When Wake Forest needed a guard to push the Deacons to another level in the early 1990s, Coach Dave Odom listened to what Randolph Childress told him.
That’s what brought Charlie Harrison — dubbed “Charlie Mo” by his teammates — to Wake Forest.
“He gave us motivation when he came in the game or a practice. He was always upbeat, so we called him Charlie Mo,” Odom said today. “Even to this day, you get in a grouping like we were, back Feb. 19 (for Odom’s banner-raising and a celebration of the 1995 ACC championship team), everybody wanted to know where Charlie Mo was.
“It wasn’t Charlie Harrison, it was Charlie Mo.”
Harrison died unexpectedly Tuesday at age 47. Initial indications are that the cause of death was a heart attack.
Harrison transferred to Wake Forest from Georgetown and played for the Deacons from 1992 to '94. He averaged 6.1 and 8.7 points in his two seasons with the Deacons, starting 26 games for the team that reached the Sweet Sixteen in 1993.
His time at Wake Forest was preceded by a conversation between Odom and Childress, in which Childress suggested the Deacons look at bringing in Harrison, who had left Georgetown halfway through his sophomore season. Odom was familiar with Harrison from recruiting him.
“Charlie Harrison as a Deacon, credit Randolph Childress more than any other person for that,” Odom said. “I think what I can say without any fear of equivocation, what we needed at that time, Charlie Harrison provided. He was the missing link.”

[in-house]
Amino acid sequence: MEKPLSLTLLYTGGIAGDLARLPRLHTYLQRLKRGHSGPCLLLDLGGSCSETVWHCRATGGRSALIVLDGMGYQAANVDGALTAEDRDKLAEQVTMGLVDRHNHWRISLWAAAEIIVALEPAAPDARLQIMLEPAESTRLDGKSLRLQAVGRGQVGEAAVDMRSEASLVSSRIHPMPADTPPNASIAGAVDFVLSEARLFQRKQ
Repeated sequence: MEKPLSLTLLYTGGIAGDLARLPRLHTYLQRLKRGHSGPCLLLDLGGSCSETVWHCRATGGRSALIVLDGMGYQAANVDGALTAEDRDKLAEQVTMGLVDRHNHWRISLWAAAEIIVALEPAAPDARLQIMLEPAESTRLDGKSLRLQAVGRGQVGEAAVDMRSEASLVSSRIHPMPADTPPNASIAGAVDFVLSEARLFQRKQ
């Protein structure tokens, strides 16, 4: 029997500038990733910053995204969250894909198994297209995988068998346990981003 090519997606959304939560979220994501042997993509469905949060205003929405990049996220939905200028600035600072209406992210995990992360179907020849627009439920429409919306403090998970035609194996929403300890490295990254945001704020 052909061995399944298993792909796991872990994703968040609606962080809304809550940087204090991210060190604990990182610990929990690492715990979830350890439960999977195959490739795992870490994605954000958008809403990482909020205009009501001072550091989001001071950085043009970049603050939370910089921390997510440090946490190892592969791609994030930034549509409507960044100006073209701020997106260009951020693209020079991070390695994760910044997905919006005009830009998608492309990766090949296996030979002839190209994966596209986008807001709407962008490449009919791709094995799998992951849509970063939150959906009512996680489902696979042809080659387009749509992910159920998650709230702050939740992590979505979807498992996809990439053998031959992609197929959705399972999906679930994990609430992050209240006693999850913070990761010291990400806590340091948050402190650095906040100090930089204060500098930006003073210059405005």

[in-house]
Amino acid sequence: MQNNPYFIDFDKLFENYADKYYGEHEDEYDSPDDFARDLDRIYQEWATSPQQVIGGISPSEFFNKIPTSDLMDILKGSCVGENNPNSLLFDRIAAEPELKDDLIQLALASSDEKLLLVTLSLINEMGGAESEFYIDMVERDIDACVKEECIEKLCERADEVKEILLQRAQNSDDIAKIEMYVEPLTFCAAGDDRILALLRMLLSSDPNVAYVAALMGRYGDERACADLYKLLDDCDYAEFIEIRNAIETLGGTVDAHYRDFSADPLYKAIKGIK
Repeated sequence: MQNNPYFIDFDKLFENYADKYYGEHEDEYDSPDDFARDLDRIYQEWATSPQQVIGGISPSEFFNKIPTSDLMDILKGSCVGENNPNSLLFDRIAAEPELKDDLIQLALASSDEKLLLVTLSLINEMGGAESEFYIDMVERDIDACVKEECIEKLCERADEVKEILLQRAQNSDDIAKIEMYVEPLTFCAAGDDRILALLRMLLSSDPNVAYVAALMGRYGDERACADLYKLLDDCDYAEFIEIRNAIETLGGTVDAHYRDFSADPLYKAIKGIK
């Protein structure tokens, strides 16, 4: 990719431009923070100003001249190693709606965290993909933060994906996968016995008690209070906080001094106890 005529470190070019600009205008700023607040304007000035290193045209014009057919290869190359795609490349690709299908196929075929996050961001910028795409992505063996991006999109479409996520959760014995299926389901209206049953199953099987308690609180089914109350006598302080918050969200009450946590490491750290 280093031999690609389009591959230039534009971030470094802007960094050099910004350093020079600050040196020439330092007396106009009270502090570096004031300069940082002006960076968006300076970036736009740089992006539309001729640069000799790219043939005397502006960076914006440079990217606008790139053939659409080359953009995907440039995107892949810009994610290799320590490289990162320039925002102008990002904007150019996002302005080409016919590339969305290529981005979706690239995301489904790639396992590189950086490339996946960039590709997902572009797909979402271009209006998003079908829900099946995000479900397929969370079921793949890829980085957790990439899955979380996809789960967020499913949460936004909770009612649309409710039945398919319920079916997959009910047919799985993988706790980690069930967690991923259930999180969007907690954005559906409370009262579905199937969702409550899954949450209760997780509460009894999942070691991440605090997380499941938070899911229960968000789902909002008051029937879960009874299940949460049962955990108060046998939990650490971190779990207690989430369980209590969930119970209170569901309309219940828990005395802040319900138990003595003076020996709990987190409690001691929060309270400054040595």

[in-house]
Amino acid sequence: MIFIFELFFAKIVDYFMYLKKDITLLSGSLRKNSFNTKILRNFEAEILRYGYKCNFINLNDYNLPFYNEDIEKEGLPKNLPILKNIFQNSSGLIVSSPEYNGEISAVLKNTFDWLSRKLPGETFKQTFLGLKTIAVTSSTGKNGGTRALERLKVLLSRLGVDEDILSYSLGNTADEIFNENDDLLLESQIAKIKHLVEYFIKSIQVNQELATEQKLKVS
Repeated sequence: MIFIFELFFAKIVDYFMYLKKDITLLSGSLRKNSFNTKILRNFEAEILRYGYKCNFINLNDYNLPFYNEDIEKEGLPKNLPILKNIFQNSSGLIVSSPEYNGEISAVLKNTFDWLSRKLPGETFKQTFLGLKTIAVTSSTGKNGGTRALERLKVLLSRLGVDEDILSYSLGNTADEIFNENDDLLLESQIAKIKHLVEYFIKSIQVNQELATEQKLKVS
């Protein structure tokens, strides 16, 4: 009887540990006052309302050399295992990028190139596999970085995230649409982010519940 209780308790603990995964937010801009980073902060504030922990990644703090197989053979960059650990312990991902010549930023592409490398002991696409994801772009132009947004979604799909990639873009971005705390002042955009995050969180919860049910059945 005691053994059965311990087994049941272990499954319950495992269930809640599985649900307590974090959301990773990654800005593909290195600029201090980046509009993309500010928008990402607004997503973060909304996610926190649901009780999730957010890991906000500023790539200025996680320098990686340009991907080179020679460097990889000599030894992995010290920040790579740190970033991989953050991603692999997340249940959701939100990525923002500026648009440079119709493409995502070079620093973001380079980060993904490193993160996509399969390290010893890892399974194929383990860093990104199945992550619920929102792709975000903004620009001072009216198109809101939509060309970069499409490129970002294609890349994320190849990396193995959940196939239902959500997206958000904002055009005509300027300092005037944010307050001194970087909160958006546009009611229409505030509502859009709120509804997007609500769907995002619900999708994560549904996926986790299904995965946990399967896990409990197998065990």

Childress knew that Harrison, who was a friend from the Washington area, would be a good fit for Odom’s system.
“We needed something different, we needed a plug in the backcourt,” Odom said. “(Childress) said, ‘Let me tell you who the best guard, knowing your system, knowing what we ask of our players in the backcourt, the best guard possible … is a transfer. You remember him because you tried to recruit him out of high school.’ I said, ‘Who is it, Randolph?’
“He said, ‘Charlie Harrison.’”
Odom said Harrison was popular with teammates, an asset to Wake Forest’s campus and “a great kid to be around.”
“When one of your own passes away, it touches deeply. But when they pass away at such an early age, it really affects everybody,” Odom said. “Me and my players and those that knew him. Too early, too soon.”